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Approved research

Determinants of human fat distribution

Principal Investigator: Professor Fredrik Karpe
Approved Research ID: 16084
Approval date: March 1st 2016

Lay summary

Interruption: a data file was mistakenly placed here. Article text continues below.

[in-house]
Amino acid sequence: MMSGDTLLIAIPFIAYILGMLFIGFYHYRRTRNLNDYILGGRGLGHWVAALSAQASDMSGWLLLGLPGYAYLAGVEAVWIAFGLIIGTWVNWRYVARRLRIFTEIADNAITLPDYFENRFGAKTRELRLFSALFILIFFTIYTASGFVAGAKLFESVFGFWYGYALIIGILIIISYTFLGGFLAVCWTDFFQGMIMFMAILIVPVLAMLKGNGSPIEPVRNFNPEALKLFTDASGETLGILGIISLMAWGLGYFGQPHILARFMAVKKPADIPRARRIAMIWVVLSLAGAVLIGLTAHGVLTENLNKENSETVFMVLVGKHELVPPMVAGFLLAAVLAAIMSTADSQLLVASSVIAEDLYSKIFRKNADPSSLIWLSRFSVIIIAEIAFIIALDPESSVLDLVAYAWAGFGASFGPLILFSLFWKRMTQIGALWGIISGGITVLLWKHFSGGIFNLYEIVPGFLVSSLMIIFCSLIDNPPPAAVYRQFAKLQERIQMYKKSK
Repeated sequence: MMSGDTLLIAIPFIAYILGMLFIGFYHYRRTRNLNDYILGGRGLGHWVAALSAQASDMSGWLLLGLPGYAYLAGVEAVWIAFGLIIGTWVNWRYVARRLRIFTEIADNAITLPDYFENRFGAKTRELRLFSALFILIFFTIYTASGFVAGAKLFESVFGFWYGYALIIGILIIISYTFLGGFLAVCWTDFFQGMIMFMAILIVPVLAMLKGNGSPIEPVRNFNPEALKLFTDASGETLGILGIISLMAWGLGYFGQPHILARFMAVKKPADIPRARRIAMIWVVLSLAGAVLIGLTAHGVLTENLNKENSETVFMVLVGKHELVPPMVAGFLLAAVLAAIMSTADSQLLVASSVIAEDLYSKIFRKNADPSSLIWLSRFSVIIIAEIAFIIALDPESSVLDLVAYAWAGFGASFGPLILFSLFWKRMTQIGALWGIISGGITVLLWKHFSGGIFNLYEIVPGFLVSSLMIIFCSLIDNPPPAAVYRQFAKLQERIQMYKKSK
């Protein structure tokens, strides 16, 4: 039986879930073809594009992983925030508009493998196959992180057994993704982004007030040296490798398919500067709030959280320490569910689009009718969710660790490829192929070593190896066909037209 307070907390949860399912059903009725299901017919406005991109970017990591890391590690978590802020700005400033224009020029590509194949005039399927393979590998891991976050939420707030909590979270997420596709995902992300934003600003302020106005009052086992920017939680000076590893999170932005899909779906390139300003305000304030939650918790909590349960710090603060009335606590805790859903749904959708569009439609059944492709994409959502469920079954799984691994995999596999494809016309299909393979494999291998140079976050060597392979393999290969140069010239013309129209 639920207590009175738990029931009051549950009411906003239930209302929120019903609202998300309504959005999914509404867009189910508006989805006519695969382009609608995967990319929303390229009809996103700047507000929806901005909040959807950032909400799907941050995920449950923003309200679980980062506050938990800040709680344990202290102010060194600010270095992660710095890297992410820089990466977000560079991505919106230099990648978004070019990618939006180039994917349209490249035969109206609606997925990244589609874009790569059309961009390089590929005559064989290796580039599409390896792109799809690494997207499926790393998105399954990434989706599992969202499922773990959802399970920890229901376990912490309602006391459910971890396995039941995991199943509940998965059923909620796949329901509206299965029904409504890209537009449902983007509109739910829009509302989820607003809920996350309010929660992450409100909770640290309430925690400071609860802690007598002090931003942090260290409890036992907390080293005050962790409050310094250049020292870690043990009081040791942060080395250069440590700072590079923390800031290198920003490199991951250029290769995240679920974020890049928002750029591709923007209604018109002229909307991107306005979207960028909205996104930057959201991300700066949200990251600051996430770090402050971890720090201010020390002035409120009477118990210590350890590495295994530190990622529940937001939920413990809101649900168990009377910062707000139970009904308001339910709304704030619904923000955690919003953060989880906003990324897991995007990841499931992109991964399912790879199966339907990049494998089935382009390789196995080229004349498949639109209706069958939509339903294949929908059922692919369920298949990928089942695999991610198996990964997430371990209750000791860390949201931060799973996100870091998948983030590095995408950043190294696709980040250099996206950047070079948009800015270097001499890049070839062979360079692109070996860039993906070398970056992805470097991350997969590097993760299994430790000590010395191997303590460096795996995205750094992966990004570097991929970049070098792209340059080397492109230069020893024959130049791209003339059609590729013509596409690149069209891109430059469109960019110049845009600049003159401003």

Obesity is an escalating and significant contributor to mortality and morbidity in the UK and elsewhere. Obesity develops through the imbalance between energy intake and energy expenditure and most research today indicate that central regulation of food intake in a adverse and plentiful environment is the main reason for the imbalance leading to total body fat accumulation. However, the metabolic consequences of regional expansion of body fat depots show a highly interesting and dichotomous pattern: lower body fat accumulation is not associated with increased risk of type 2 diabetes or cardiovascular disease whereas upper body obesity is. There are some indications from the literature that the determinants of regional fat distribution is governed by genes important to tissue development and adipocyte cellularity. Most of this research has been conducted in large datasets but with poor quality assessment of body fat stores, typically waist and hip circumferences measured by tape measure. We intend to use the DXA imaging platforms in the UK Biobank to explore genetic and other determinant of lower vs upper body fat distribution to better understand the mechanisms by which lower body obesity protects against heart disease and type 2 diabetes. This research is in line with the stated aim of the UK Biobank 'the prevention, diagnosis and treatment of a wide range of life-threatening illnesses'. The first priority is to conduct a non-biased genome-wide search for associations between genotype data and body fat distribution parameters derived from the DXA imaging platform. Other cohorts, such as the Oxford Biobank (n=5,000), have similar measurements and this will support the research. As a second priority we would want to look for associations between nutritional and social parameters and body fat distribution to lay the foundation for epigenetic mechanisms governing body fat distribution. All participants taking part in the imaging platform. In the first instance we will use data from the 5000 people in the early release and when available analyse the entire data set.